The problem, as Petty and Motes see it, isn't so much access to coding classes or the number of black young people seeking out tech jobs, but a lack of professional support that can make it harder to get a first big break or stay in the industry long term.
At many of the 90 campuses where black and Latinx computer science students have signed up for ColorStack's new Slack channels and forthcoming mentoring program, "It seems like they're the only one" in their demographic, Petty said. That sense of isolation, he said, intensifies during tumultuous times. "This is a community I wish we already had in place," Petty said. "This is the type of family and camaraderie we need in times like these."
A ColorStack tech mentoring event at Cornell, where Jehron Petty started the professional group for black and Latinx students.Photo: Courtesy of ColorStack
Petty has turned for advice to Techqueria, which has grown in five years to nearly 10,000 members nationwide. Though black and Latinx tech workers can face varying obstacles, Techqueria Co-Executive Director Frances Coronel said her group draws inspiration from many black organizing efforts, like the "Black Tech for Black Lives" pledge that has attracted signatories from Facebook, Airtable, Box and many other big-name tech companies.
"There are different orgs that focus on the different parts of the leaky tech pipeline," said Coronel, who credits her job as an engineer at Slack to networking on Techqueria. "Our issues do intersect a lot, but we do have more-unique issues," like Latinx workers who may be undocumented or have undocumented family members.
Groups like Techqueria are also thinking about how to best work with internal tech company employee groups, often known as employee resource groups or ERGs. Such groups for Latinx, black and LGBTQ workers, and others, are sometimes viewed as "co-opted" by corporate HR, said Techqueria Co-Executive Director Felipe Ventura. Participation may add stress to already high-pressure jobs.
"A lot of people in these affinity groups or ERGs or whatever they want to be called are essentially doing extra work that is not being compensated and frequently comes at the expense of their career," said Ventura, who identifies as Afro-Latino with his Dominican and Colombian heritage. "I see groups like Techqueria and other external groups supplementing that labor in a way that makes it sustainable."
Vivek Ravisankar, CEO of engineer hiring site HackerRank, has a direct view into where the hiring process often breaks down, since companies use his platform to recruit and screen technical applicants. Last year, he said, he rolled out new features to redact applicant names and other identifying information in an attempt to change a pattern in which diverse candidates with high technical scores still got filtered out during the interview process.
"You might be surprised how much bias exists after you review the code," he said. "The big shift was anonymizing candidates."
Now, Ravisankar, who grew up in Bangalore and worked as an engineer at Amazon before starting HackerRank, sees an opportunity in the rapid shift to remote work to more dramatically alter the interview process. He wants to invert recruiting by asking candidates to first complete technical assessments, then offer those with good results to recruiters, instead of waiting for recruiters to solicit individual applicants who appeal to them.
Tech recruiters like Adam Ward, who worked at Facebook and Pinterest before co-founding tech talent consultancy Growth By Design, expect a boom in third-party or automated hiring products like HackerRank and Karat. Still, many critics warn that hiring algorithms, too, are vulnerable to bias if the teams who build them aren't diverse.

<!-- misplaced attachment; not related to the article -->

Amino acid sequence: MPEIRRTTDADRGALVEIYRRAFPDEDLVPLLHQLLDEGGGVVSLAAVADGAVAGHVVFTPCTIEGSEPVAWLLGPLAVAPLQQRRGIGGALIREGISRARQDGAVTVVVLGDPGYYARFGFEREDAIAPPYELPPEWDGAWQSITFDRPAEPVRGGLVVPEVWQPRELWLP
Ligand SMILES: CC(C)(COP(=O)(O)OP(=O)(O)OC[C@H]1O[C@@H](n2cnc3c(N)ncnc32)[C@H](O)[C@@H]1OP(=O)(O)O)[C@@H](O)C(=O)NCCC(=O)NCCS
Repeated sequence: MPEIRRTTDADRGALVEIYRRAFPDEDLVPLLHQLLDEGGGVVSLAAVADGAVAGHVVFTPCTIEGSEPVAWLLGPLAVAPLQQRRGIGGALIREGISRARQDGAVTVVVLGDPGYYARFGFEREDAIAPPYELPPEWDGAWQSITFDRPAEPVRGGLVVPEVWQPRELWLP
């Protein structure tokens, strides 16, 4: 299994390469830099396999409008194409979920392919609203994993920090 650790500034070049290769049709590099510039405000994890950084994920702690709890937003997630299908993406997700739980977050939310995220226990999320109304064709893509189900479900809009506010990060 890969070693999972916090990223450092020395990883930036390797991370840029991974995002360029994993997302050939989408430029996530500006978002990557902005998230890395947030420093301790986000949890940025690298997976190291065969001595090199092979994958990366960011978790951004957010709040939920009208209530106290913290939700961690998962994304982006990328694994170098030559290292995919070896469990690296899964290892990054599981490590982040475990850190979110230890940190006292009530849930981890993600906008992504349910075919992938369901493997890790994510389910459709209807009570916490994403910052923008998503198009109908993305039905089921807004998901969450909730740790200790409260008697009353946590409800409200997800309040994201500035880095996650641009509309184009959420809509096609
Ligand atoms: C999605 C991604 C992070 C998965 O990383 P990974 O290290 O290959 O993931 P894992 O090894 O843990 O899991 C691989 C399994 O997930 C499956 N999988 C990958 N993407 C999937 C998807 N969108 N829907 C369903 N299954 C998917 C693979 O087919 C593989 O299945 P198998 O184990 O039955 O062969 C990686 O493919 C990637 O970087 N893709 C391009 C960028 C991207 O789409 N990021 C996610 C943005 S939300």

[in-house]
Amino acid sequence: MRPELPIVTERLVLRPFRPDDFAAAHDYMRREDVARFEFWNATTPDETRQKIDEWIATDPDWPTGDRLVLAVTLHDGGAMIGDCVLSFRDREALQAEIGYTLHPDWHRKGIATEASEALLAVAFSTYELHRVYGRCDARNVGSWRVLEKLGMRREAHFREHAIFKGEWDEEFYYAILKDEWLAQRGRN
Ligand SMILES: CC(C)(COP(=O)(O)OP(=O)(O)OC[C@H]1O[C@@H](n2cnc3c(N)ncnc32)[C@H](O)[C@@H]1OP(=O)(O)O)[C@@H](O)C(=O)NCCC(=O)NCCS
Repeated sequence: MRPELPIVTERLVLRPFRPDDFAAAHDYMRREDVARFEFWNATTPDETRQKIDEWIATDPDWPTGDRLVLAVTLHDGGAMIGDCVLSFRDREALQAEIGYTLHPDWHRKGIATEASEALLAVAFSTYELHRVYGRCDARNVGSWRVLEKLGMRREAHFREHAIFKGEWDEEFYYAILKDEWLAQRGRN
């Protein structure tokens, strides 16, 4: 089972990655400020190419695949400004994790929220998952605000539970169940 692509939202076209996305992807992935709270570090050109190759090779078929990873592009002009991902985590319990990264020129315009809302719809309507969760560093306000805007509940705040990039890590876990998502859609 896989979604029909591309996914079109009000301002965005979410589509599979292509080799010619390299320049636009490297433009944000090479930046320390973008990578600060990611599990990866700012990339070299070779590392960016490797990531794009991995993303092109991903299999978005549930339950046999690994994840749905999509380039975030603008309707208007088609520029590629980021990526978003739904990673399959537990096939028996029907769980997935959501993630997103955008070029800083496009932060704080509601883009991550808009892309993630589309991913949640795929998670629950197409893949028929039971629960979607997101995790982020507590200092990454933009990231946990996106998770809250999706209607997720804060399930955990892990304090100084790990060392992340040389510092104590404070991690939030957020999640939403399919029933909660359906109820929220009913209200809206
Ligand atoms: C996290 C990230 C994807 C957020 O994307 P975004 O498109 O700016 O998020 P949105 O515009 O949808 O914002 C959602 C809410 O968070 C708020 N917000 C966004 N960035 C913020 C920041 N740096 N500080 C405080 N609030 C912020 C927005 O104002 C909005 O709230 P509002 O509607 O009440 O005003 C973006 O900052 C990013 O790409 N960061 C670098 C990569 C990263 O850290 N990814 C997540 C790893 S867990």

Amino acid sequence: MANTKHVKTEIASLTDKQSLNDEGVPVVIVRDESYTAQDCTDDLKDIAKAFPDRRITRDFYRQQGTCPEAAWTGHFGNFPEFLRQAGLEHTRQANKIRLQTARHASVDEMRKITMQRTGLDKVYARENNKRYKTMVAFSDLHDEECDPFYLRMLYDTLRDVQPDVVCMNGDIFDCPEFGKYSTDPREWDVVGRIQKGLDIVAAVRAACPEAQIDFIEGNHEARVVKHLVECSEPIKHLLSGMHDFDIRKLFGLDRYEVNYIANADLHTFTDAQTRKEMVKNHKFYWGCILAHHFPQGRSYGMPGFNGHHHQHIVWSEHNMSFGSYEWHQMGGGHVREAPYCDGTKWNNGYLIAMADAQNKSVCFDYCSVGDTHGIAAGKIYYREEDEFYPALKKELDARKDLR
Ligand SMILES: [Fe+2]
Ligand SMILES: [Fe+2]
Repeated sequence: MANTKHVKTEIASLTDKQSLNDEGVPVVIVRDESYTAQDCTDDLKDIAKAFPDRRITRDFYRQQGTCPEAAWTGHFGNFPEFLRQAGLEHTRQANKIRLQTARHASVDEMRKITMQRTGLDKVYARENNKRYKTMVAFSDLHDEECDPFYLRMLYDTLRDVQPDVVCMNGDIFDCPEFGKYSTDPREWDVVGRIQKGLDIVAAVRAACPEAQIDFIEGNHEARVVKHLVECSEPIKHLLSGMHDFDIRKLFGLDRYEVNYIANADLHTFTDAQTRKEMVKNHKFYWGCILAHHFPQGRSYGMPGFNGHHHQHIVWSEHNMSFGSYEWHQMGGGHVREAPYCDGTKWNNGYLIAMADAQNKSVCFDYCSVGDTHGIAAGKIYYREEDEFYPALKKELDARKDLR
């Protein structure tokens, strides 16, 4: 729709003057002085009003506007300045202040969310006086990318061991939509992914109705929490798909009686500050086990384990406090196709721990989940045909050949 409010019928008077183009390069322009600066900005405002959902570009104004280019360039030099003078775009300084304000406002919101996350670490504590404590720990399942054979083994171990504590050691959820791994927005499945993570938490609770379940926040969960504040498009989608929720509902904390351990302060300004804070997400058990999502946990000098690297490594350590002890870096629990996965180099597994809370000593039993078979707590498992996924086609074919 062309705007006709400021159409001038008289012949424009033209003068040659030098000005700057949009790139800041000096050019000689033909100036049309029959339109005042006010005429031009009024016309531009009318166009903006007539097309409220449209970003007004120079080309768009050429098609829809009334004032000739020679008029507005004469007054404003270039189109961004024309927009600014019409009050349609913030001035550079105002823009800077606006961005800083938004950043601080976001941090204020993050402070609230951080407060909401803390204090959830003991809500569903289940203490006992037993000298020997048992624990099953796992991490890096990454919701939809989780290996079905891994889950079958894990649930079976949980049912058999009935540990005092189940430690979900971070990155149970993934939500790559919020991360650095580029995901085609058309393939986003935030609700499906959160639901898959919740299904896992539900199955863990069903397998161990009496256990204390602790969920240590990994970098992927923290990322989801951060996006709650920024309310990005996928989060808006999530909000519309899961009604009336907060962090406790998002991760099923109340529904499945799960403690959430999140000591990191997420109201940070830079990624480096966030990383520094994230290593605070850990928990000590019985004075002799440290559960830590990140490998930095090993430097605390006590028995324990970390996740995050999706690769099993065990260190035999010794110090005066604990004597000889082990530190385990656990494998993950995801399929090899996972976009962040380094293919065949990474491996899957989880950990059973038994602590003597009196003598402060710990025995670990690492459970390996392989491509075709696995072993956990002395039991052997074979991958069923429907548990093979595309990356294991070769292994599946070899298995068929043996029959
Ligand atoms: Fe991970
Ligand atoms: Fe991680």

Prodded by the shift to remote work, Ward sees "broken and archaic" recruiting processes that prioritize "dumb luck" and "random skills" giving way to more systematic approaches — ones that have already evolved in the shift to remote interviews. "Now you might see more of this open marketplace, like free agency," Ward said. "In so many ways, we're not going to go back to the way we were."
Ravisankar is among those who sees college campuses, especially lesser-known tech feeder schools outside the Ivy League, as fertile ground for remote recruiting that reaches more applicants. HackerRank hasn't released its new college product yet, but he's thinking about building a digital cross between mega-recruiting tech conferences known for offering a pool of diverse candidates, like Grace Hopper Celebration, and a hackathon.
"The whole idea of university recruiting hasn't evolved in decades," Ravisankar said. "You have to plan an event, you have to block two or three days to go there and fly there. There's just a lot of effort and a lot of work."
At Stanford, Sun, the sociology and data science student, said more needs to be done to break down institutional barriers. Sun, who is Chinese-American, tweeted out a string of contentious internal emails with Stanford faculty after students in an introductory computer science course petitioned for extensions and other academic accommodations for classmates reeling from the killing of George Floyd and the resulting turmoil — including one student whose friend was shot at a protest.
As the Stanford Daily reported, many other professors had canceled finals or offered other workarounds. "A lot of people are falling through the cracks," Sun said. "This very by-the-book, faux-meritocratic approach that is being used in our C.S. class is the same reason companies like Google have dismal diversity statistics."
Across the country in Long Island, Petty is focused on keeping ColorStack's momentum going after a chaotic launch week. Like everyone else, he doesn't know what comes next. "We're just trying to take it day by day and do what we can, and also stay tapped in," he said. "It's just trying to stay informed. Just trying to stay sane."